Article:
The association between migraine and allergy has remained a subject of debate for more than a century. To systemically investigate the interaction between children with antecedent allergic diseases and their future risks of migraine on reaching school age, we recruited 16,130 children aged 7–18 with migraine diagnosed between 2000 and 2008, and 64,520 matched controls without a history of migraine. The ORs of migraine were calculated for the association with allergic diseases diagnosed before migraine diagnosis. The allergic diseases included atopic dermatitis, allergic conjunctivitis, allergic rhinitis (AR), and asthma. Children with preceding allergic diseases had a greater subsequent risk of migraine than the controls. Among the four evaluated diseases, AR had the highest adjusted OR (aOR) of 2.17 (95% CI 2.09 to 2.26). Children with all four allergic diseases had the highest aOR of 3.59 (95% CI 2.91 to 4.44). Further, an increasing trend of aORs was observed with more allergic disease-associated medical consulting. Our study indicates that children with allergic diseases are at increased subsequent risk of migraine when they reach school age, and the risk shows a cumulative effect of more allergic diseases and more allergy-related healthcare.
- primary health care
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Contributors C-CW and T-CS conceptualized and designed the study, drafted the initial manuscript, and approved the final manuscript as submitted. C-LL carried out the initial analysis, reviewed and revised the manuscript, and approved the final manuscript as submitted. C-CW and A-CC coordinated and supervised the data collection, critically reviewed the manuscript, and approved the final manuscript as submitted.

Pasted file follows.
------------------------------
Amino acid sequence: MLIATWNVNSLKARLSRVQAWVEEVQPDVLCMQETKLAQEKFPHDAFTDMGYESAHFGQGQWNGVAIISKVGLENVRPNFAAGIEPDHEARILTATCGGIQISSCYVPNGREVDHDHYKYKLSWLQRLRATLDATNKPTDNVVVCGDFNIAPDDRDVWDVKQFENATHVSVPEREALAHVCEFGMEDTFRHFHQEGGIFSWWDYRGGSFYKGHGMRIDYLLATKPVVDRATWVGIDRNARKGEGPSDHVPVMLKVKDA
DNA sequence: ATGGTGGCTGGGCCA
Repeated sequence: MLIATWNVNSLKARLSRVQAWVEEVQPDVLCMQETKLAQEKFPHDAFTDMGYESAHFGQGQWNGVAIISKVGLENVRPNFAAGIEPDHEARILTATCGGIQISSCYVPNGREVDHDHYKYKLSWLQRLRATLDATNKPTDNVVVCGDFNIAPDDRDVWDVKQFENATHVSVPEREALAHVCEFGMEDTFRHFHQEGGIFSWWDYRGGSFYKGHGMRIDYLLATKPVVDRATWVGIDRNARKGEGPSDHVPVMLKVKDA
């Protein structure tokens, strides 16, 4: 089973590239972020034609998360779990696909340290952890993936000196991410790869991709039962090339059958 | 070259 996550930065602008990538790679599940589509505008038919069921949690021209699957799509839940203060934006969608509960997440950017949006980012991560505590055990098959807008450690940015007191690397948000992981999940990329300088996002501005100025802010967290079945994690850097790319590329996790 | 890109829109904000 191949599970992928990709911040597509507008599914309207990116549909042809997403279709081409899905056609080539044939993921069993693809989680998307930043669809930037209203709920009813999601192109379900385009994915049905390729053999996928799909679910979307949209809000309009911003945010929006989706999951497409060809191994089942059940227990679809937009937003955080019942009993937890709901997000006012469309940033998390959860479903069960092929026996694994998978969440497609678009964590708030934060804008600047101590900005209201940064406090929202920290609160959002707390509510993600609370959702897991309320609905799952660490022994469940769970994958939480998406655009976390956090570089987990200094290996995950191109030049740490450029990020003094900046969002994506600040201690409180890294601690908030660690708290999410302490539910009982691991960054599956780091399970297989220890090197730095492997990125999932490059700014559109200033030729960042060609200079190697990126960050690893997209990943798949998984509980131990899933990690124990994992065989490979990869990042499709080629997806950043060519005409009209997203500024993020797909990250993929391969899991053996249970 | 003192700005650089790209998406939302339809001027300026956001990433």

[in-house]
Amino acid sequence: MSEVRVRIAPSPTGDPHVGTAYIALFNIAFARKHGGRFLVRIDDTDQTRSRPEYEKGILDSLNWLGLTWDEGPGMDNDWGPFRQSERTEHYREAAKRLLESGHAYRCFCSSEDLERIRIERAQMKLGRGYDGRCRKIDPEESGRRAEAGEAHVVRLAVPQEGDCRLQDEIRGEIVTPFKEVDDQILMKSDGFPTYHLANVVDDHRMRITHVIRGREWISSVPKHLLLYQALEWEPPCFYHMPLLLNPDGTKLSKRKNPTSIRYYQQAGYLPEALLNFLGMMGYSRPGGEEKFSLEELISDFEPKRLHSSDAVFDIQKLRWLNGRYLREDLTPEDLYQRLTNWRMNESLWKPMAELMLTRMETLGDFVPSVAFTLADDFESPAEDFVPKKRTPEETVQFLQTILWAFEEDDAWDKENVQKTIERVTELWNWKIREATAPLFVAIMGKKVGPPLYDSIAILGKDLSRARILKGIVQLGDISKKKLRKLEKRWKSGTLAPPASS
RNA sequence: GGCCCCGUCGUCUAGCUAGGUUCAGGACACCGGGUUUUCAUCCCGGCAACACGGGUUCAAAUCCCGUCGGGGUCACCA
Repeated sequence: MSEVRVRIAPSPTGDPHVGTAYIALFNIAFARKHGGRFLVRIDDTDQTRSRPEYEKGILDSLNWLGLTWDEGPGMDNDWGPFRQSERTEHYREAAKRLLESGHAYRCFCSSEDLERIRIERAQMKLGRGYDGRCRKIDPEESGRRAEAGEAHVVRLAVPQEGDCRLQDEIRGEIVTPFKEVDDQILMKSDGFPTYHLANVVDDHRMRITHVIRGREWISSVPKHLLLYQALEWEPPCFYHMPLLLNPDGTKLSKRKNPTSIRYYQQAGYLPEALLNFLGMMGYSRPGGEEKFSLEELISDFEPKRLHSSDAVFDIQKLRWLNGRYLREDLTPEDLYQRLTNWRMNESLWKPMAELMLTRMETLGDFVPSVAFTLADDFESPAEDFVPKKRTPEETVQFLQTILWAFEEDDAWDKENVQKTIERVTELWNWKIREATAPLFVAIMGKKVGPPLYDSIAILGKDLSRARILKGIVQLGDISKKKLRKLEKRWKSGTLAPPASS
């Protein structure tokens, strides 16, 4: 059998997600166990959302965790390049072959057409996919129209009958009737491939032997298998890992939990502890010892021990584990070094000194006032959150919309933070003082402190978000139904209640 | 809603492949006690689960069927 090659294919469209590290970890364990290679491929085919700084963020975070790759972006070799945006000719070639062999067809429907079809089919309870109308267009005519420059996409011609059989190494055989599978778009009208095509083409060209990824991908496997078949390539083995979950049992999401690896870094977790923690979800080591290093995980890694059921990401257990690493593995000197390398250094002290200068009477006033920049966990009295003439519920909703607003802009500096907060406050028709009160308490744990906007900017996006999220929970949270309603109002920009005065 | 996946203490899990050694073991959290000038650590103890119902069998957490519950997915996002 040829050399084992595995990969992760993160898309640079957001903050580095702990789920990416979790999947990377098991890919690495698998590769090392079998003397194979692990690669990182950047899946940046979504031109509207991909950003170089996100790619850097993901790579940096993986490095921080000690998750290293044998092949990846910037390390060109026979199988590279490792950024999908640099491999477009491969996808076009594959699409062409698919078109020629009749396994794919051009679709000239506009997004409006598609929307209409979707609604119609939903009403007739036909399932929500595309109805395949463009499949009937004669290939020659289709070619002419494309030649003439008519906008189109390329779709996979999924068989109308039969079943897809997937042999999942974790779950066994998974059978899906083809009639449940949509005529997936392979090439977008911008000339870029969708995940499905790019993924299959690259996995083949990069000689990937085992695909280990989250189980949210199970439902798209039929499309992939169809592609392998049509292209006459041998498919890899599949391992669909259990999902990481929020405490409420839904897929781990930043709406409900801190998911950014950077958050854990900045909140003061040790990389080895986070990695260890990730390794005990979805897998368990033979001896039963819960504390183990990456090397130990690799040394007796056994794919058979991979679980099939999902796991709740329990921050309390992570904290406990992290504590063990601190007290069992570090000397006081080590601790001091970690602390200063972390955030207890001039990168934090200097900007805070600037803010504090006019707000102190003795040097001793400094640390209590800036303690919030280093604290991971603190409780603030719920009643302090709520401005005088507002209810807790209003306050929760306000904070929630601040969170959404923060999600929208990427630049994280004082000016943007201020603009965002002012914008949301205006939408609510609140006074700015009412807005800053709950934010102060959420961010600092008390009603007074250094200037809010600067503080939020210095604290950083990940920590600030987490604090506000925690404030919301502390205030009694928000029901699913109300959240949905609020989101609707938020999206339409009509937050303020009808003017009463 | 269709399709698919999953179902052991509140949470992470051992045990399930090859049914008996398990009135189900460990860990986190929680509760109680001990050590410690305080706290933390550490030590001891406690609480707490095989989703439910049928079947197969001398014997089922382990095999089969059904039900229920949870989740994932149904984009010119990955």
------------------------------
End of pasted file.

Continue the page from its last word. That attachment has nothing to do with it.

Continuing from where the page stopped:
Funding This work was supported by grants from the Ministry of Health and Welfare, Taiwan (MOHW107-TDU-B-212-123004), China Medical University Hospital (DMR-107-044, DMR-107-192), China Medical University Hospital, Academia Sinica Stroke Biosignature Project (BM10701010021), MOST Clinical Trial Consortium for Stroke (MOST 106-2321-B-039-005-), Tseng-Lien Lin Foundation, Taichung, Taiwan, and Katsuzo and Kiyo Aoshima Memorial Funds, Japan.
Competing interests None declared.
Patient consent Not required.
Ethics approval The study was approved by the Institutional Review Board of China Medical University Hospital (CRREC-103-048).
Provenance and peer review Not commissioned; externally peer reviewed.